"We are now aware of the massive syndicates of cash barons who are hoarding cash and consequently creating shortages."
However, Gono immediately beat a retreat.
"I will not disclose what we are going to do and we want to see the congress express itself on what is causing the shortages," he warned darkly.
His challenge was immediately taken up by Mashonaland East provincial chairman Ray Kaukonde, who called on Gono to produce this list of cash barons.
Kaukonde then asked the question on everybody's lips, "On behalf of provinces, I would want to ask what it is that is causing these people not to be arrested?"
Gono said by speaking his mind, he was making many enemies for himself. "I will be the focal point of attack and worse smear campaigns than ever before," he said.
A senior official with Transparency International said he was sceptical that any action would be taken by the authorities.
"Gono is saying all the right things. Unfortunately, corruption thrives in ZANU-PF and government itself," he said.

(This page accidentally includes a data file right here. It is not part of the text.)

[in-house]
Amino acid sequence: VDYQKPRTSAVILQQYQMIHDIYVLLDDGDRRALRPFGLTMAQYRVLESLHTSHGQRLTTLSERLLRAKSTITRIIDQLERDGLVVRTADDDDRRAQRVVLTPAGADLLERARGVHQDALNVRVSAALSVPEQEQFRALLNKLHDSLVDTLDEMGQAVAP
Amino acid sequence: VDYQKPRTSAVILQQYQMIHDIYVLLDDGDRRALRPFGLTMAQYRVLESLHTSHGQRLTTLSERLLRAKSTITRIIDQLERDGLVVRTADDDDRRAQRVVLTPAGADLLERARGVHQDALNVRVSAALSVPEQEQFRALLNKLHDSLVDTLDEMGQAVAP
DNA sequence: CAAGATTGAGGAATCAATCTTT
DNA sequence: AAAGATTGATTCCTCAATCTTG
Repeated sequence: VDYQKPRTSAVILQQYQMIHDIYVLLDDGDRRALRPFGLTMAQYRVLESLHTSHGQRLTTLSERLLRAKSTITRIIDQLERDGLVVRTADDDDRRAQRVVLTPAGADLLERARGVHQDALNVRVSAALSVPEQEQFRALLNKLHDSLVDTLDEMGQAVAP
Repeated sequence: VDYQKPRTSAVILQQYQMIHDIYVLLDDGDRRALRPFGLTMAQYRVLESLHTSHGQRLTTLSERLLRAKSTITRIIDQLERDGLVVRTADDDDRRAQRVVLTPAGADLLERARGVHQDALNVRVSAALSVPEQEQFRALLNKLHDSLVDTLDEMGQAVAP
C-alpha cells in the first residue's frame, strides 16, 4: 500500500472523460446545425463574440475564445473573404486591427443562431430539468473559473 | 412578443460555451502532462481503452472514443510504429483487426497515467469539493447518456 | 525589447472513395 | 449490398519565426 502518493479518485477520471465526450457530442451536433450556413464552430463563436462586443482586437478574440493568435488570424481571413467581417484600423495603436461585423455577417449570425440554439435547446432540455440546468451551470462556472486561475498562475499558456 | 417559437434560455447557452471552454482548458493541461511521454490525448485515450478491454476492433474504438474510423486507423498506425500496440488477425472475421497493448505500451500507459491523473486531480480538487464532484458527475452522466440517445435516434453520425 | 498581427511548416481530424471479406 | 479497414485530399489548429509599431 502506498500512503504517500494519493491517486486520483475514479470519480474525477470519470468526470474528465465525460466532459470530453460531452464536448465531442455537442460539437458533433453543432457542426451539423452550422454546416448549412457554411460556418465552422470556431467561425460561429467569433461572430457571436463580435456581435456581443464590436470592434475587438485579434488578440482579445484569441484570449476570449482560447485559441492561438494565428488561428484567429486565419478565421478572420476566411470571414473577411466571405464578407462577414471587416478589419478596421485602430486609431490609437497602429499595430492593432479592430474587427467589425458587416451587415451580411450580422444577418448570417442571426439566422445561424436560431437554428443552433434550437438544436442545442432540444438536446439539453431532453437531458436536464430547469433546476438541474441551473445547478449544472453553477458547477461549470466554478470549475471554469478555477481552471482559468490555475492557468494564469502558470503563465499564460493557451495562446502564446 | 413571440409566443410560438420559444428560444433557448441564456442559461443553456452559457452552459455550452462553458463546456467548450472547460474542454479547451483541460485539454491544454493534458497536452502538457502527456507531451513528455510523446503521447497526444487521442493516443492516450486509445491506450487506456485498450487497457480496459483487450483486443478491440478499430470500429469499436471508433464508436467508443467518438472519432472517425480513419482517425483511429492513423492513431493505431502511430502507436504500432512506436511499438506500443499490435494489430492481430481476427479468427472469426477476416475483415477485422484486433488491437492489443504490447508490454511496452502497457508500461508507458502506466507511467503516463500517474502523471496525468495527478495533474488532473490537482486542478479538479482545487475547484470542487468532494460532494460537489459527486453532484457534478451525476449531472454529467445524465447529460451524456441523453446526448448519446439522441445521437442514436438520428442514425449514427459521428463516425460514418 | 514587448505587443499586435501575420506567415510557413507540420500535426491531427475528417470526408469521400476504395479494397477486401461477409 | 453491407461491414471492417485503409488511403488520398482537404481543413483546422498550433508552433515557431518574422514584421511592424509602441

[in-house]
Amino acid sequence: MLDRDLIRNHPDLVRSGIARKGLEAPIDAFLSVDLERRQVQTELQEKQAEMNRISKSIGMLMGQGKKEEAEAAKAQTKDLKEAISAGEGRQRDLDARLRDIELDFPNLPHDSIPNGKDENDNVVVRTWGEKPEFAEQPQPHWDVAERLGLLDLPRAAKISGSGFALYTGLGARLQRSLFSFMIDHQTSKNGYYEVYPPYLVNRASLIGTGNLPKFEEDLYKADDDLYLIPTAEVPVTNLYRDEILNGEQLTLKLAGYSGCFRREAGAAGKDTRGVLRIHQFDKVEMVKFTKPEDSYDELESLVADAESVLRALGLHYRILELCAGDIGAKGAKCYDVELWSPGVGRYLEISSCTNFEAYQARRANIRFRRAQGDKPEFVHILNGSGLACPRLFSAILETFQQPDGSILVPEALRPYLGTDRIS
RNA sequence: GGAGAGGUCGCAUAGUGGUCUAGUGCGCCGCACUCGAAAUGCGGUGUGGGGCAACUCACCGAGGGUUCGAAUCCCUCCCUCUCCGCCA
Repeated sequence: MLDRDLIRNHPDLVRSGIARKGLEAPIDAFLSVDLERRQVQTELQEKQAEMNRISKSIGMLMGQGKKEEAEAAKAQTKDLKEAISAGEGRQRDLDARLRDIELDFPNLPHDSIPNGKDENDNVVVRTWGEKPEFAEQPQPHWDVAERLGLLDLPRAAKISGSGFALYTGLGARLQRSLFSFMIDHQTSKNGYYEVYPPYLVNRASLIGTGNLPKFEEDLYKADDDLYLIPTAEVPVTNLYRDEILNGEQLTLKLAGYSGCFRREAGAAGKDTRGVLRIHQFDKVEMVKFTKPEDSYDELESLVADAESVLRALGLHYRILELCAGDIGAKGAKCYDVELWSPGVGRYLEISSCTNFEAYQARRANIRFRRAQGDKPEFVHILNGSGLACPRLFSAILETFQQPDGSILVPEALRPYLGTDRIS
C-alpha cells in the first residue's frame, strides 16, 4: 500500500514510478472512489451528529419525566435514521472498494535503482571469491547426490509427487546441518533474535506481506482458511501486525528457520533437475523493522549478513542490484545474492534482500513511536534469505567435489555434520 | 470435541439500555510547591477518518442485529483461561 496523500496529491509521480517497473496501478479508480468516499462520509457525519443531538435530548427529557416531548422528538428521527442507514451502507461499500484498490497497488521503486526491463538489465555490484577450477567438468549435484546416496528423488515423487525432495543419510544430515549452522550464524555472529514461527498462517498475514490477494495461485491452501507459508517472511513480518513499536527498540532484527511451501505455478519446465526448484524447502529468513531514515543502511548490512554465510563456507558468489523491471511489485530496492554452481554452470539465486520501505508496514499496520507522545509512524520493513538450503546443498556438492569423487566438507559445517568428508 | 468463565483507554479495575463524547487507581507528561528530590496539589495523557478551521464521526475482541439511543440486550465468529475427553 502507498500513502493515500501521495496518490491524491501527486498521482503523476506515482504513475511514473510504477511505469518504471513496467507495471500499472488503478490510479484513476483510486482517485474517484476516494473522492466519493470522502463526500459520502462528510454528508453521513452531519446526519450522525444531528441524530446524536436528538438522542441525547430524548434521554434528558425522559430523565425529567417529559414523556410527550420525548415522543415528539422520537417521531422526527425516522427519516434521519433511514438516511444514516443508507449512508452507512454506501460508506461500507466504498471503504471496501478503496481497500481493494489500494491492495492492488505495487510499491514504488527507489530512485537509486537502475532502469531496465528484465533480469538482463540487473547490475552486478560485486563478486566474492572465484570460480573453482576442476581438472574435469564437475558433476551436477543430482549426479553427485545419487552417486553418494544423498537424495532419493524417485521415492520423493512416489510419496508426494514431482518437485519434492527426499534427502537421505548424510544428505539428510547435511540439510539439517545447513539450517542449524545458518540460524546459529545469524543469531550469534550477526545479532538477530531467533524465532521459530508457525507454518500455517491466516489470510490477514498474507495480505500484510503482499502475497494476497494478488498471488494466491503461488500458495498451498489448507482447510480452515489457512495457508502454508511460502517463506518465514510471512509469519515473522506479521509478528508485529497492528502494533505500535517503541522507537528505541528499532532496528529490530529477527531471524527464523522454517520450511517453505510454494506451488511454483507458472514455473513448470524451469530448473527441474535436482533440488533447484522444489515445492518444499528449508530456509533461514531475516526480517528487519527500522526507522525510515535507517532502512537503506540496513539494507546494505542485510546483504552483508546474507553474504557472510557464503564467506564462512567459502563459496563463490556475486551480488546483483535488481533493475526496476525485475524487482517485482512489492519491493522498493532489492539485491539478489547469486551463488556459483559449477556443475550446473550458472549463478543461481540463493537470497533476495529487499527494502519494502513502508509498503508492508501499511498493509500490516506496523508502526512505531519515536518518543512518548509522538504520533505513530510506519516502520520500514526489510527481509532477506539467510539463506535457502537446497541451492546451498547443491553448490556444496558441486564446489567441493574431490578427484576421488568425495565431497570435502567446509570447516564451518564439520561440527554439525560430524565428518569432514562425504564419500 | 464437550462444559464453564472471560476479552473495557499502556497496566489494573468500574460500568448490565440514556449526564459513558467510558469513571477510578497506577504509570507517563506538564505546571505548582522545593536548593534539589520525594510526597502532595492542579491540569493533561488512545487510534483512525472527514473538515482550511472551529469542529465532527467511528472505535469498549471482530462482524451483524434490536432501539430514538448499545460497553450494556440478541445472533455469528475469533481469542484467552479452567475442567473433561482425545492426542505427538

A political analyst at the University of Zimbabwe said that nothing would come of Gono's self-righteous protests and that ZANU-PF was well known for protecting its own.
"We have become hostage to the culture of secrecy," said the analyst. "Nobody wants to name and shame because none of them is clean. Not even the president seems to have the courage to name corrupt officials in his administration.
"The same people accused of hoarding cash have been implicated in black-market foreign currency deals, the illegal sale of state-subsidised fuel, fertiliser, maize seed and other farm inputs.
"It is the same people implicated in the smuggling of precious minerals. Once in while there are token arrests but the real culprits are beyond the reach of the law.
"Corruption has become a cancer in Zimbabwean society, and unfortunately the pain is felt mostly by you and me - the poor."
Meshack Ndodana is the pseudonym of an IWPR journalist in Zimbabwe.